Outstanding example of a turn of the century gilded copper weathervane of an eagle with outstretched wings, sitting atop a ball; more than likely manufactured by the Puritan Ironworks Company of Boston, Massachusettes, noted for fine quality goods. An identical example appears in their catalogue, circa 1905. The company was started by Charles A. Tapper whose catalogue boasted “Artistic Manufacturers of Fine Stable Fittings, Weathervanes, and Ornamental Ironwork, Blacksmith Work”.
This particular example retains it’s completely original finish with the vast majority of the original 22 karat gold gilt still intact. The green verdigris appearing here and there in conjunction with the gilt lends for a beautiful and warm patina to the surface. Very defined detail to the feathers on the wings and body of the eagle. Also, to the zinc head, beak and talons (see images). This is a full bodied example consisting of cast zinc head to both the eagle and arrow. The two 4 1/2″ matching balls are original, as is the “North, South, East, West” indicators and the feathered arrow directional. The arrow directional may have had feathers on the top side behind the eagle. Usually weathervanes are not found this complete. The weathervane rests in, and is supported by a heavy and sturdy metal custom-made stand.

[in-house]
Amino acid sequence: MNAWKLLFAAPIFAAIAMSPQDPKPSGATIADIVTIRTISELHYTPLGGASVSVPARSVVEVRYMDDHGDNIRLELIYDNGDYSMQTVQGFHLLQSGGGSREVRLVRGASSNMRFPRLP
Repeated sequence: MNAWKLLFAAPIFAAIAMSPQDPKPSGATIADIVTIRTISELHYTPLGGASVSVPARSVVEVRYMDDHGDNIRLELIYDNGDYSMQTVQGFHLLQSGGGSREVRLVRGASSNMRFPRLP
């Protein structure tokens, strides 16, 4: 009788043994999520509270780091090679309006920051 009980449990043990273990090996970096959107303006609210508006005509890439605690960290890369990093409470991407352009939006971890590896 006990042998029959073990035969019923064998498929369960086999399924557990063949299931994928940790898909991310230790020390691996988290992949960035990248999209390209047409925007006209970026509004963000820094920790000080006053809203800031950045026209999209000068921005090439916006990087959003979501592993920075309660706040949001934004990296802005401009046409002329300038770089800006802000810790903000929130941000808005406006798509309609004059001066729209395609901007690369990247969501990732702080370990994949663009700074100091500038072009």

In addition to weathervane collectors, the eagle, being a symbol of America, makes the subject matter on this weathervane very appealing to those who collect Americana.
The weathervane is particularly well made and the open mouth, in addition to the spread wings gives the eagle a realistic and lifelike quality.
Dimensions: 23″ wingspan x 23 1/2″ (front to back) x 28″ high (bottom of lowest ball to top of wing). 34 1/2″ high overall with stand.